Know your facts

  • Tuesday, September 24, 2013

Dear Editor,
The Lieutenant Governor's Office on Aging and Disability is not a resource we all can benefit from. I am a single mother with a 7-year-old son named Michael who is severely disabled and spastic quadriplegic. After studying the brochure and exploring their website (www.scaccesshelp.org) it clearly states that this department intends to address in a cursory manner some of the many complicated issues that confront South Carolina's senior citizens.
The Office on Aging and Disability is federally funded through the Older Americans Act and The State of South Carolina. The Older Americans Act requires that each state submit a State Plan on Aging in order to be eligible for federal funding. This plan provides a blueprint for how The Office on Aging will manage The Older American Act programs, services and other activities. The Lieutenant Governor's office then distributes these funds to ten regional Aging and Disability Resource Centers (ADRC's)/Area Agencies on Aging (AAA's) who then contract with local providers for services, social adult care services, respite and disease prevention/health promotion.
So, if you are disabled and your only caregiver is a Senior Citizen then and only then can you benefit from some of these resources such as vouchers for in-home respite care, ramps for your home, emergency evacuation information and assistance, transportation, Assistive Technology, etc. 
These services are subjected and selective per qualification.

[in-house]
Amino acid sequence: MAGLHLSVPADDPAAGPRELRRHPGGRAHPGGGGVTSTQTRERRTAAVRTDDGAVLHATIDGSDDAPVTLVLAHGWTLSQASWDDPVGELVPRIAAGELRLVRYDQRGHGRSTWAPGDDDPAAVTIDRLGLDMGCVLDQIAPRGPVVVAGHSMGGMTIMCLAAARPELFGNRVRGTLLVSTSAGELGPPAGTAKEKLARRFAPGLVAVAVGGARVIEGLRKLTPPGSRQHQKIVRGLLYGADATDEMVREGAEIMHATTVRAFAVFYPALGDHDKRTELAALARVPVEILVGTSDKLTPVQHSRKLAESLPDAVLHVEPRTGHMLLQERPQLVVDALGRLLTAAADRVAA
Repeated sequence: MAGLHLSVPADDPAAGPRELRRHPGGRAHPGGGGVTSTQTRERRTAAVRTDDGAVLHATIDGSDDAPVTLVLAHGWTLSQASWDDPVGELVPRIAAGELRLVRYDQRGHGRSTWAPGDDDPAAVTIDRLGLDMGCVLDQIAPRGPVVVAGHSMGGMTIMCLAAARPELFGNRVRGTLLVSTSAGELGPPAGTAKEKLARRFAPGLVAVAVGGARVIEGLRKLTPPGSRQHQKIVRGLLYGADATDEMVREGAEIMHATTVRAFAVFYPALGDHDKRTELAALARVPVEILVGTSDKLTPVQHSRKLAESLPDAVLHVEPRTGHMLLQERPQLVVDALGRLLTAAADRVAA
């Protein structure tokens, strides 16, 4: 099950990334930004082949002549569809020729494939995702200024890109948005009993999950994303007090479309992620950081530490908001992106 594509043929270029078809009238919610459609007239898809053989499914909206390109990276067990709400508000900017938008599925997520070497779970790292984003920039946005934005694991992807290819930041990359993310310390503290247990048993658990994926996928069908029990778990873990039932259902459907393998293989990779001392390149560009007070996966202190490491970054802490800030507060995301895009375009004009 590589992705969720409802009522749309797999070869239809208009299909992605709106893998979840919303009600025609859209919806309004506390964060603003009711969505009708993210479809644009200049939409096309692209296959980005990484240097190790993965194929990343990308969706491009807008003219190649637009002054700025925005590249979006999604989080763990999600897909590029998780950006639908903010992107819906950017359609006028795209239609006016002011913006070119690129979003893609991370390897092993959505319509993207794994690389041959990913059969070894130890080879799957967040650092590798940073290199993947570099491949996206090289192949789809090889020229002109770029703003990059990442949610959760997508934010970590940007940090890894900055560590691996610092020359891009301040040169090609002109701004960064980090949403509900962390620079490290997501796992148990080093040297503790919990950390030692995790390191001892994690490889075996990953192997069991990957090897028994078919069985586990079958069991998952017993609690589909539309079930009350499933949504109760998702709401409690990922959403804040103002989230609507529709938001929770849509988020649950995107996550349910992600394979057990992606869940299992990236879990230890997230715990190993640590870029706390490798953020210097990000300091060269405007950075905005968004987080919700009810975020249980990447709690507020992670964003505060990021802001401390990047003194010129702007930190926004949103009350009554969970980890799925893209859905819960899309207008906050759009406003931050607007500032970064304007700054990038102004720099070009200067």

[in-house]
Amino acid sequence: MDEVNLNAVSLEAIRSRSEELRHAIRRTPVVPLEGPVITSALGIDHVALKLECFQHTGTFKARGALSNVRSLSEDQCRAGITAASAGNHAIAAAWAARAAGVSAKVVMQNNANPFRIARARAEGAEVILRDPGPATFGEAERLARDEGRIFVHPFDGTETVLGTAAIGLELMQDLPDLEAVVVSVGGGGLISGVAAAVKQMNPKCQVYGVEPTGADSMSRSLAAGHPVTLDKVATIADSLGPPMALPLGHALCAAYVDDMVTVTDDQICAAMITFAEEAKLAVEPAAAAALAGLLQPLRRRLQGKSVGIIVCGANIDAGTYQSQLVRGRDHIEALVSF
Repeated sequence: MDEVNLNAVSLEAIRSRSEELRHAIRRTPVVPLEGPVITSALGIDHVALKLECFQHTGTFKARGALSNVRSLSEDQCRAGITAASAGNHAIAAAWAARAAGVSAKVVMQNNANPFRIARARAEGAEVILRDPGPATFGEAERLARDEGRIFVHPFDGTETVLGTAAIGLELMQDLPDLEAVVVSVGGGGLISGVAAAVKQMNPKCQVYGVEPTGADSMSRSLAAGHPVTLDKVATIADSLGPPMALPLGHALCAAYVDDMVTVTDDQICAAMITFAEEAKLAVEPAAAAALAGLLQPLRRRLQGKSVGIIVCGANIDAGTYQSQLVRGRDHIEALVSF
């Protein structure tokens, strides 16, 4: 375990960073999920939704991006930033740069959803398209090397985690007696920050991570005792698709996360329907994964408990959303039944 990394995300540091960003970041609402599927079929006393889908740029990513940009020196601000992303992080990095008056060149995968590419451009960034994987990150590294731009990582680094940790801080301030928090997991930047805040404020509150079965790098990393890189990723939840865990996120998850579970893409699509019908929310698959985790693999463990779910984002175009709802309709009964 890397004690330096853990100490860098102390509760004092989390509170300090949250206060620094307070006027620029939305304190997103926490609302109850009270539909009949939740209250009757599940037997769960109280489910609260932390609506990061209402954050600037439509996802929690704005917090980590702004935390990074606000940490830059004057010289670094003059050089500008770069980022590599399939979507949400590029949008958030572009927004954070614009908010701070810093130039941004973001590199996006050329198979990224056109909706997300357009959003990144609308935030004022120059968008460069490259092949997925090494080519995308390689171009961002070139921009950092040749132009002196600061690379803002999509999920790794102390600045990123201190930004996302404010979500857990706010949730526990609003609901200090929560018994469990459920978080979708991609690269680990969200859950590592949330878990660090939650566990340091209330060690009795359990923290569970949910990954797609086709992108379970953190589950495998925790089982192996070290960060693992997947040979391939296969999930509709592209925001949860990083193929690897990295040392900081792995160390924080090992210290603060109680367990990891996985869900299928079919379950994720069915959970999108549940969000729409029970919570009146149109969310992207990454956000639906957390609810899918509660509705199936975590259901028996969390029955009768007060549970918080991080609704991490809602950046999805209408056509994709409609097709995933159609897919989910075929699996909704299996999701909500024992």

The young and not so young, disabled individuals of South Carolina require comprehensive education and rehabilitation to improve health and quality of life. This will result in fewer medical procedures, decreased family stress with greater function, and greater participation in the community. We need to enhance community infrastructure by forming collaborative partnerships in order to improve the education of healthcare professional's, educators, families and community members.
That being said:
Due to The Older Americans Act Funds the federal government is quite clear on how these monies are to be spent. If your disabled individual is NOT over 55 years old, or is NOT in the care of a senior, The Office on Aging will divert you to The Department of Disability and Special Needs and The Family Connection of South Carolina Inc. After speaking with Jennifer Van-Clive, Program Coordinator for the Office on Aging and Disability, ”children and adults with disabilities still have to report to the Department of Disability and Special Needs for services and outreach resources. Her department focuses on seniors and seniors with aging disabilities.”
We applaud all the efforts and supports this office provides and have faith this department will continue to enhance the quality of life for seniors in South Carolina, BUT PLEASE: KNOW YOUR FACTS
Shawnetta Lewis        
527 Orangeburg Rd D-3

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